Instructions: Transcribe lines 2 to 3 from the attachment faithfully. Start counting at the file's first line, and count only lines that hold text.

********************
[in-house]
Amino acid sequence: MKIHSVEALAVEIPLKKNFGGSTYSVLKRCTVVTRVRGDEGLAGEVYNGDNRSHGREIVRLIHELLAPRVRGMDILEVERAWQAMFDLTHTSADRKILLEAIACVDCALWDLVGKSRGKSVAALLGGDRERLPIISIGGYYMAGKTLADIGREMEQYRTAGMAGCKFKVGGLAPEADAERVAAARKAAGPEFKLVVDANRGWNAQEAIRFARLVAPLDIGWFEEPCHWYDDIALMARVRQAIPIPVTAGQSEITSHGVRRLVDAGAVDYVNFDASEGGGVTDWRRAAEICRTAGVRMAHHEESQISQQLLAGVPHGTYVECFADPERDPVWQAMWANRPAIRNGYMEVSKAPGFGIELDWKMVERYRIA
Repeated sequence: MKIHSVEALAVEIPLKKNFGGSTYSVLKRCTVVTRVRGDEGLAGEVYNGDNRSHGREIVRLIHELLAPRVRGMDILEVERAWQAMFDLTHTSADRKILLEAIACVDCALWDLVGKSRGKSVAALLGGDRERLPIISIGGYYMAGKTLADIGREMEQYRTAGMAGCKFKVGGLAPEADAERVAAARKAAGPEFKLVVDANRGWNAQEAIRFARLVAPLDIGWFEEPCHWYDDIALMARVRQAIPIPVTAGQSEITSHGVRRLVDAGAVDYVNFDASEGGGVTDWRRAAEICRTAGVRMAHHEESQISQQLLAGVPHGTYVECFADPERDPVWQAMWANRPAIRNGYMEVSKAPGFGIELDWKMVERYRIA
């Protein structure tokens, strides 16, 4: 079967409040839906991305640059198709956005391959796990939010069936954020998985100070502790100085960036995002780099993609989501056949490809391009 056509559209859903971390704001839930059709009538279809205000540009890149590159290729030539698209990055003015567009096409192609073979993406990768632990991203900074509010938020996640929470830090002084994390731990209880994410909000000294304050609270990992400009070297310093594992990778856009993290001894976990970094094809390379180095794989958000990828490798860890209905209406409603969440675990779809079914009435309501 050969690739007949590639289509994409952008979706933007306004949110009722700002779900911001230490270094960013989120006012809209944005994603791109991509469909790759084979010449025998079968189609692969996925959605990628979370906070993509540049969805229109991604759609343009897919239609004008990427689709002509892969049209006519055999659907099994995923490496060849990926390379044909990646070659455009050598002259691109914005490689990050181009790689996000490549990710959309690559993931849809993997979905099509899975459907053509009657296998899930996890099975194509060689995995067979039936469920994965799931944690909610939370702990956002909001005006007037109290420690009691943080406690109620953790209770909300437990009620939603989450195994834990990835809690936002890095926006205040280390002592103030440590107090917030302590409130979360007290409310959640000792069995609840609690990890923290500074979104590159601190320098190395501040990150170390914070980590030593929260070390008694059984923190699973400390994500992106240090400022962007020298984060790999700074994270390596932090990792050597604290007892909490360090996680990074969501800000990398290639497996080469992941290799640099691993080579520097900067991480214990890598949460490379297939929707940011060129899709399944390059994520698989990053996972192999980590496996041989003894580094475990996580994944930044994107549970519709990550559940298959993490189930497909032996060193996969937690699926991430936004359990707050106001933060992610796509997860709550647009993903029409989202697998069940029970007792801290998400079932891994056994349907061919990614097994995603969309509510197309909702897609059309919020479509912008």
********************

Amino acid sequence: MKIHSVEALAVEIPLKKNFGGSTYSVLKRCTVVTRVRGDEGLAGEVYNGDNRSHGREIVRLIHELLAPRVRGMDILEVERAWQAMFDLTHTSADRKILLEAIACVDCALWDLVGKSRGKSVAALLGGDRERLPIISIGGYYMAGKTLADIGREMEQYRTAGMAGCKFKVGGLAPEADAERVAAARKAAGPEFKLVVDANRGWNAQEAIRFARLVAPLDIGWFEEPCHWYDDIALMARVRQAIPIPVTAGQSEITSHGVRRLVDAGAVDYVNFDASEGGGVTDWRRAAEICRTAGVRMAHHEESQISQQLLAGVPHGTYVECFADPERDPVWQAMWANRPAIRNGYMEVSKAPGFGIELDWKMVERYRIA
Repeated sequence: MKIHSVEALAVEIPLKKNFGGSTYSVLKRCTVVTRVRGDEGLAGEVYNGDNRSHGREIVRLIHELLAPRVRGMDILEVERAWQAMFDLTHTSADRKILLEAIACVDCALWDLVGKSRGKSVAALLGGDRERLPIISIGGYYMAGKTLADIGREMEQYRTAGMAGCKFKVGGLAPEADAERVAAARKAAGPEFKLVVDANRGWNAQEAIRFARLVAPLDIGWFEEPCHWYDDIALMARVRQAIPIPVTAGQSEITSHGVRRLVDAGAVDYVNFDASEGGGVTDWRRAAEICRTAGVRMAHHEESQISQQLLAGVPHGTYVECFADPERDPVWQAMWANRPAIRNGYMEVSKAPGFGIELDWKMVERYRIA